Editor’s note: The following is a guest post from Marcelo Tamassia, global chief technology officer at Syntax.
Automation tools and technology have constantly evolved to take on increasingly sophisticated processes and tasks.
Today, enterprise automation is entering a new era. Autonomous capabilities, once limited to simple tasks like chatbots, are now driving efficiencies fueled by artificial intelligence (AI) and machine learning (ML).
By incorporating next-generation automation and following a few best practices, business leaders can enhance an array of hyper-complex processes, such as resource efficiency, IT reliance and performance, and even decision-making.
Taking automation to the next level
Whether it’s helpdesk chatbots or automated invoice forms, most organizations are embracing automation to optimize business processes, drive efficiencies and realize ROI. In fact, 91% of enterprise leaders say automation technology has affected their business positively.
Now, boosted by AI and ML, automation’s capabilities and use cases have significantly expanded.
Many of these new capabilities build off of existing applications. For example, organizations are using automation to keep their cloud infrastructure costs under control, such as optimization software that analyzes computing usage and automatically scales throughput up and down to match demand.
It’s still process efficiency, only in a more complex form.
Next-generation autonomous solutions are even used to improve decision-making around traditional IT processes.
Take network security incident response handling: Historically, automation was used to collect and centralize alerts and initiate playbooks that helped security engineers interpret an alert, better understand the threat and determine a course of action.
Machine learning has enhanced this process by automatically taking actions such as blocking traffic or processes, reducing the work of security engineering teams while increasing reaction and resolution time.
ML-powered capabilities not only improve efficiency but also drive innovation. By freeing up teams from dull, repetitive work, employees can focus on strategic efforts and creative projects.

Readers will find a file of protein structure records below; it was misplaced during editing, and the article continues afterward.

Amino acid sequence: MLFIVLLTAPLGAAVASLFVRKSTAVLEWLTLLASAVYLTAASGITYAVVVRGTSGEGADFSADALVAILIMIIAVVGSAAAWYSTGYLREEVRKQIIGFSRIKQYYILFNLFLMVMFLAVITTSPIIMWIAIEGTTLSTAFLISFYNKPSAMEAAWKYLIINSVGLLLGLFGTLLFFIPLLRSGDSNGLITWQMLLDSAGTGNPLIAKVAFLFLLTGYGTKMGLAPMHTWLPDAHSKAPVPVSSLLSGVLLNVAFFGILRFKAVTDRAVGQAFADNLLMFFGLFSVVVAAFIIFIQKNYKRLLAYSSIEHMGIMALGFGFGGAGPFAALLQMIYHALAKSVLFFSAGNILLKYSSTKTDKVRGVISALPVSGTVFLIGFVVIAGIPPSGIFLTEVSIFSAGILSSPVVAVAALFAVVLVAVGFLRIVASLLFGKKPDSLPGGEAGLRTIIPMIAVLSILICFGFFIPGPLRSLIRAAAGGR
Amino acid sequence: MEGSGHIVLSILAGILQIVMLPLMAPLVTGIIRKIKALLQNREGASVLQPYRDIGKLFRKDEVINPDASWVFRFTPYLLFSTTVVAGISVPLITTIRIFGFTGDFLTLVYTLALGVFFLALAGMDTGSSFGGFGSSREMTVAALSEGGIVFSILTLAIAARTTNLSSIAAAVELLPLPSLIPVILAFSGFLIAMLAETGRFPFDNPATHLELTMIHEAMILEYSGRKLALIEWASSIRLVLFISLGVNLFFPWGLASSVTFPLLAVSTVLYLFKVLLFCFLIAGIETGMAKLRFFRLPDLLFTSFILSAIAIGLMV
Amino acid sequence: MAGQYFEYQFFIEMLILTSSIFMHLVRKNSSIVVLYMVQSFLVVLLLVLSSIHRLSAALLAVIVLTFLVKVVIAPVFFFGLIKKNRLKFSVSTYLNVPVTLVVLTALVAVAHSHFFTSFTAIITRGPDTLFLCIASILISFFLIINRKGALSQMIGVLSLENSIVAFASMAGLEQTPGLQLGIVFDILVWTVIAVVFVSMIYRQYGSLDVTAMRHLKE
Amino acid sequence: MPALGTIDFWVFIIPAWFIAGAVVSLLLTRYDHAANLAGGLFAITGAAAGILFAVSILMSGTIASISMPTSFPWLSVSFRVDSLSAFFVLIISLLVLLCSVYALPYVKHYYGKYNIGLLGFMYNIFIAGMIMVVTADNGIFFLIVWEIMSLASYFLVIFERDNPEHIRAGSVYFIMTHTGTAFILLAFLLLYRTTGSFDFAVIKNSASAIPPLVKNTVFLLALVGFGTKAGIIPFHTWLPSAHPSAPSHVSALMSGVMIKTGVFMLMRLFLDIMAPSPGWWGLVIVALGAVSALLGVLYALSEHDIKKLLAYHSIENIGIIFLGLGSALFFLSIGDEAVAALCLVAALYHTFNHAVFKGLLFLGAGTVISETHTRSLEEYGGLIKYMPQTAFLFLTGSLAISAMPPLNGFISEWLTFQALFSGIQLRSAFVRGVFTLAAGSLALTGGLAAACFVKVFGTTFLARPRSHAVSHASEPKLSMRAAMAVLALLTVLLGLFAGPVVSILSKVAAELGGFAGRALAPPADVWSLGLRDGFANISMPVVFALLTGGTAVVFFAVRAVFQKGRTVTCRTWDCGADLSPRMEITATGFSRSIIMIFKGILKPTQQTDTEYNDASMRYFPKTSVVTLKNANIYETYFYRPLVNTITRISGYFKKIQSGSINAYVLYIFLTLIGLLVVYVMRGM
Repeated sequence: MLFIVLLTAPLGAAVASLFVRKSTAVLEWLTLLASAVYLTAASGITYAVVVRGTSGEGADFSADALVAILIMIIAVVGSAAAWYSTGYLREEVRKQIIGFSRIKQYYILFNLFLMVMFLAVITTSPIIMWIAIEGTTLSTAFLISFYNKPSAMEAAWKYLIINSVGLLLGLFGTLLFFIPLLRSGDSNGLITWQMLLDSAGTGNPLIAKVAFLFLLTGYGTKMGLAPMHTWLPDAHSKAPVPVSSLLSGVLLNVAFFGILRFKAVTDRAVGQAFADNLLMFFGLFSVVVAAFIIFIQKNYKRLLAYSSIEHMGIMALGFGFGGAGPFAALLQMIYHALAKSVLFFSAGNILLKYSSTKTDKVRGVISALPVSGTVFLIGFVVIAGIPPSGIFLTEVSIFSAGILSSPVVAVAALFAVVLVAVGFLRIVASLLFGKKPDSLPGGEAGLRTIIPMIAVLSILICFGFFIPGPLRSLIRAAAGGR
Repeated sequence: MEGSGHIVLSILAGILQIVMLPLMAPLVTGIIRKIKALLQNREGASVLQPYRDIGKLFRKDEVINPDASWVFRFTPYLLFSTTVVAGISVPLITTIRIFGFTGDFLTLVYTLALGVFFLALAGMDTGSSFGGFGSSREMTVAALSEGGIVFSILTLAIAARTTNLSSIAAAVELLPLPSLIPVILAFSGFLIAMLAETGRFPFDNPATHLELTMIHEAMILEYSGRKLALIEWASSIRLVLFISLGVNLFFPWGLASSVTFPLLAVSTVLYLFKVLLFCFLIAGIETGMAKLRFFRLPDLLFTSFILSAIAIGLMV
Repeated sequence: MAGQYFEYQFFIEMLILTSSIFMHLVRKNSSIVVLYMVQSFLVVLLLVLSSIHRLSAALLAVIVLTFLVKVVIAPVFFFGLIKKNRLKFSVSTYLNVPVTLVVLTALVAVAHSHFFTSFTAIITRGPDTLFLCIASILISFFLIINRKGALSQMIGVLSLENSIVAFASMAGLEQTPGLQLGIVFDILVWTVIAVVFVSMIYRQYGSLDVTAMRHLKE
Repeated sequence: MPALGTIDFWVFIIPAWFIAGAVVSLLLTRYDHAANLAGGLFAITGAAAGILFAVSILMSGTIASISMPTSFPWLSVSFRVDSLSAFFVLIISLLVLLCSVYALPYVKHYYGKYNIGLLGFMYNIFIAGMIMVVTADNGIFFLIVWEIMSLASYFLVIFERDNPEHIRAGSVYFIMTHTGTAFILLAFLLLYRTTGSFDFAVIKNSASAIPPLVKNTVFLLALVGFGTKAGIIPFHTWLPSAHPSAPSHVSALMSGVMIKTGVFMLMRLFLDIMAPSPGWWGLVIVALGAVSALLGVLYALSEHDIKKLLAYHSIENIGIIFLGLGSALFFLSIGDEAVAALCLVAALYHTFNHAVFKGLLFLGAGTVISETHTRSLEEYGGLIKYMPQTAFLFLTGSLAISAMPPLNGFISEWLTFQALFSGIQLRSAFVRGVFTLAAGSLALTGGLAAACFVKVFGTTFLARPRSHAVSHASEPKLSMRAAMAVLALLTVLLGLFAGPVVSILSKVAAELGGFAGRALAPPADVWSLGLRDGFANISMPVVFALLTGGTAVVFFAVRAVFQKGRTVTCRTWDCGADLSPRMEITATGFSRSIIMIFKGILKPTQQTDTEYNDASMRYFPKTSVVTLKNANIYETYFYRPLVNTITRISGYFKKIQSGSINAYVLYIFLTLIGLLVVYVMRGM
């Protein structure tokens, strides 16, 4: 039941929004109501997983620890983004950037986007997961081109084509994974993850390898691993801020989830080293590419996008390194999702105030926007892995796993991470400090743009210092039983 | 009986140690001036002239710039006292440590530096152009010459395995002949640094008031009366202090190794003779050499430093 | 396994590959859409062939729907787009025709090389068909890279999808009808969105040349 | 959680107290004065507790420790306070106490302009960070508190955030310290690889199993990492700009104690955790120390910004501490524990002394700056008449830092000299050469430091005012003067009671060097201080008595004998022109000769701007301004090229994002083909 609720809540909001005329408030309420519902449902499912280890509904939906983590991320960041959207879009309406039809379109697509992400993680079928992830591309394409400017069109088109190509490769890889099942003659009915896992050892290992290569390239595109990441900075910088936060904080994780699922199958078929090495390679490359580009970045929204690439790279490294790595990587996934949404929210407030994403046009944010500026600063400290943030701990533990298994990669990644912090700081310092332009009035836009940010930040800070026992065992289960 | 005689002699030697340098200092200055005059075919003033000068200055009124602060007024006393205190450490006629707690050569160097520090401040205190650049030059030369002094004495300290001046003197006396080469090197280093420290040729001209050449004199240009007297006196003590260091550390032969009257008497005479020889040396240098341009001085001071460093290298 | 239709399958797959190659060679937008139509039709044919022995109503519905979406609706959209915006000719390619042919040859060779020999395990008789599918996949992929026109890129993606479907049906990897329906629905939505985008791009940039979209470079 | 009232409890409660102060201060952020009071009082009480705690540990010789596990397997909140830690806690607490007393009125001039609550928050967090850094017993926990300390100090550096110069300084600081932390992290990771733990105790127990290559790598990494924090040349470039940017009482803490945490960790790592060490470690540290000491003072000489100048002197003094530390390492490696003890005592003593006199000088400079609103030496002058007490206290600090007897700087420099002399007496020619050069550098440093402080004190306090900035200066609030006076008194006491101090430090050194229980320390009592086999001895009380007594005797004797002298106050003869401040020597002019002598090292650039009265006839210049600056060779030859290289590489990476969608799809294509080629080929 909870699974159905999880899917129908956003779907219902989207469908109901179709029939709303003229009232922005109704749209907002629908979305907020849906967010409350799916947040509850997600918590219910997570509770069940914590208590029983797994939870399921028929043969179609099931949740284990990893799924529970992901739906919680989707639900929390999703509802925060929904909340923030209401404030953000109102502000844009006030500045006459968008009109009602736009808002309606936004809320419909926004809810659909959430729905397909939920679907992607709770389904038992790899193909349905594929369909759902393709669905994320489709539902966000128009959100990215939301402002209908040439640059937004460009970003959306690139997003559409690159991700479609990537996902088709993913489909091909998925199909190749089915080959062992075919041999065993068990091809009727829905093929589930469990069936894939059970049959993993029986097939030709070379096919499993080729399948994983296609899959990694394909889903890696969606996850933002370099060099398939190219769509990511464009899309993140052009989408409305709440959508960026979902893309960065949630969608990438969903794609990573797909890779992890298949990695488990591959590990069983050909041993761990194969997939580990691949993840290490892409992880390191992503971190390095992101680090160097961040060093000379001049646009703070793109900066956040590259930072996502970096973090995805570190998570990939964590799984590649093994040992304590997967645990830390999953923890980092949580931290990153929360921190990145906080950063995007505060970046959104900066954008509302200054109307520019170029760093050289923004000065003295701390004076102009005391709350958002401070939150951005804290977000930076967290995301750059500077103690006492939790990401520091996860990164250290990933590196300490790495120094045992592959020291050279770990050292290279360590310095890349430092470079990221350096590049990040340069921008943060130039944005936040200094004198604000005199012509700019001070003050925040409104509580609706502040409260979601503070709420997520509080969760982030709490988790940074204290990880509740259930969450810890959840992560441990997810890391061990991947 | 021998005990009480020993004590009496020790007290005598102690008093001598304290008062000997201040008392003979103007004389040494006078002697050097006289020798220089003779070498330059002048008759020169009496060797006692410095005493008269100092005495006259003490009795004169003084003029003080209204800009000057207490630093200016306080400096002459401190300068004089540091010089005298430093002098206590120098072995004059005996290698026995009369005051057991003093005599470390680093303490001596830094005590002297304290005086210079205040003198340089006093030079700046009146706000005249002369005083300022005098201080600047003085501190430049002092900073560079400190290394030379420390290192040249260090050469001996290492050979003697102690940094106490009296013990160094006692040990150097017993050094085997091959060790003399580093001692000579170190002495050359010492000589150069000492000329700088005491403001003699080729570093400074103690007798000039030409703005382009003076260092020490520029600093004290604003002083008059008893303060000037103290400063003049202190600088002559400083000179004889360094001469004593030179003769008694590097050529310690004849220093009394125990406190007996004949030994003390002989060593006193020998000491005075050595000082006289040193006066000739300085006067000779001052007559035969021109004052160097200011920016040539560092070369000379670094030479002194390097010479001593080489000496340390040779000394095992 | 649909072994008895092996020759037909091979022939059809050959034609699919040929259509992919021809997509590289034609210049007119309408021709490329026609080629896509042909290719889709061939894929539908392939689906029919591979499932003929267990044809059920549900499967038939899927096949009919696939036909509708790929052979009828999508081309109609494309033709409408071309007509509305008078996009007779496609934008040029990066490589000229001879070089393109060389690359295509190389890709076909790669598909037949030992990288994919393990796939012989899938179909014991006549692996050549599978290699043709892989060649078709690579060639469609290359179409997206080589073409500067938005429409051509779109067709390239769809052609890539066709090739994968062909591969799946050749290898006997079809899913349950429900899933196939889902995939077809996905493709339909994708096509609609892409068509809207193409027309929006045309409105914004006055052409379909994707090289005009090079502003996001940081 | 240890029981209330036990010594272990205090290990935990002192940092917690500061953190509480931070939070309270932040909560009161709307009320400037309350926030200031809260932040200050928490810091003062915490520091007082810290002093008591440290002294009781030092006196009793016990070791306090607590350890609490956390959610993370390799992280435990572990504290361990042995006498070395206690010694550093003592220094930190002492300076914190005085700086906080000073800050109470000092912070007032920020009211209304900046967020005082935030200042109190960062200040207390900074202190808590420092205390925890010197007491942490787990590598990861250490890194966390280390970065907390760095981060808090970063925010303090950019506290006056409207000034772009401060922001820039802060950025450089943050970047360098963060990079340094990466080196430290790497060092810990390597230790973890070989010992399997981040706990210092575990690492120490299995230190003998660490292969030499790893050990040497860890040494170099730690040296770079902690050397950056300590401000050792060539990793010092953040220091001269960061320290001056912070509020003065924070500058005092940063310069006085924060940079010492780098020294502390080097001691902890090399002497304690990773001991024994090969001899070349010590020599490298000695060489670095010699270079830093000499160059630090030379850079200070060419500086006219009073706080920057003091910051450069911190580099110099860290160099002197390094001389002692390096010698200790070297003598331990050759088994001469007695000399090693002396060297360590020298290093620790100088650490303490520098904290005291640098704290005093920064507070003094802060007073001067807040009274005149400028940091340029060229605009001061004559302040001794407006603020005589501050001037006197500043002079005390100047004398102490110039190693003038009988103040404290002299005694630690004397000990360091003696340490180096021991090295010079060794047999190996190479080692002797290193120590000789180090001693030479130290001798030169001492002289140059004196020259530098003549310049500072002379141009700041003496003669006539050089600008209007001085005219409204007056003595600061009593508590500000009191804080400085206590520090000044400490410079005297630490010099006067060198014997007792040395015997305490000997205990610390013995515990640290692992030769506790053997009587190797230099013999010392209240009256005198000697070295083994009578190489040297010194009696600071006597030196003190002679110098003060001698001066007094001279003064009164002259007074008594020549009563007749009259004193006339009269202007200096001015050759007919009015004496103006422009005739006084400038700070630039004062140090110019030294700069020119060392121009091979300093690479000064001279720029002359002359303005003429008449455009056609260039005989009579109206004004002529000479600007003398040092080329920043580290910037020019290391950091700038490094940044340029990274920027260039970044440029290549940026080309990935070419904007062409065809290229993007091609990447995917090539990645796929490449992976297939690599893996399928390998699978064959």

Automation — where business value and innovation meet
Automation has become a necessity in the remote work environment, particularly as organizations face the ongoing talent shortage.
Autonomous databases, for example, enable employees to access and use data without having to go through the IT team, freeing up people power on both ends. By automating aspects of the data security process such as encrypting data, monitoring workloads and keeping track of access, IT employees can instead focus on day-to-day enterprise needs.
As enterprises look to adopt and scale autonomous solutions, here are critical considerations they should keep top of mind to ensure the best outcomes:
Democratize automation to drive innovation
Low-code/no-code automation empowers employees outside of the IT department to develop and personalize their own technology solutions.
Investing in more low-code/no-code solutions can democratize automation, capitalize on the ingenuity of employees and empower citizen developers.
Create opportunities for cross-department collaboration
Technology access allows organizations to not only reduce costs but, more importantly, to add value through creative solutions.
Executives can encourage creativity by fostering collaboration between the IT department and other teams, whether they be in sales, finance or marketing.
Build employee knowledge and capacity
Automation makes work easier for employees, but there’s still a human element required to implement and manage solutions.
Unfortunately, many organizations face a talent shortage that stifles innovation. Investing in ongoing training for employees can ensure teams have the capabilities to adopt new automation solutions.
Keep business value front and center
IT leaders too often get distracted by new, shiny technology rather than practical solutions that benefit the organization.
Don’t innovate for the sake of innovation alone — that’s a sure recipe for pushback from line-of-business teams, lack of buy-in from senior leaders and, ultimately, digital transformation efforts that fall flat.
Instead, work in conjunction with business leaders and managers to provide automation solutions that add business value. A sensible approach is to only start an automation project when the desired outcome and success criteria of the project are fully defined.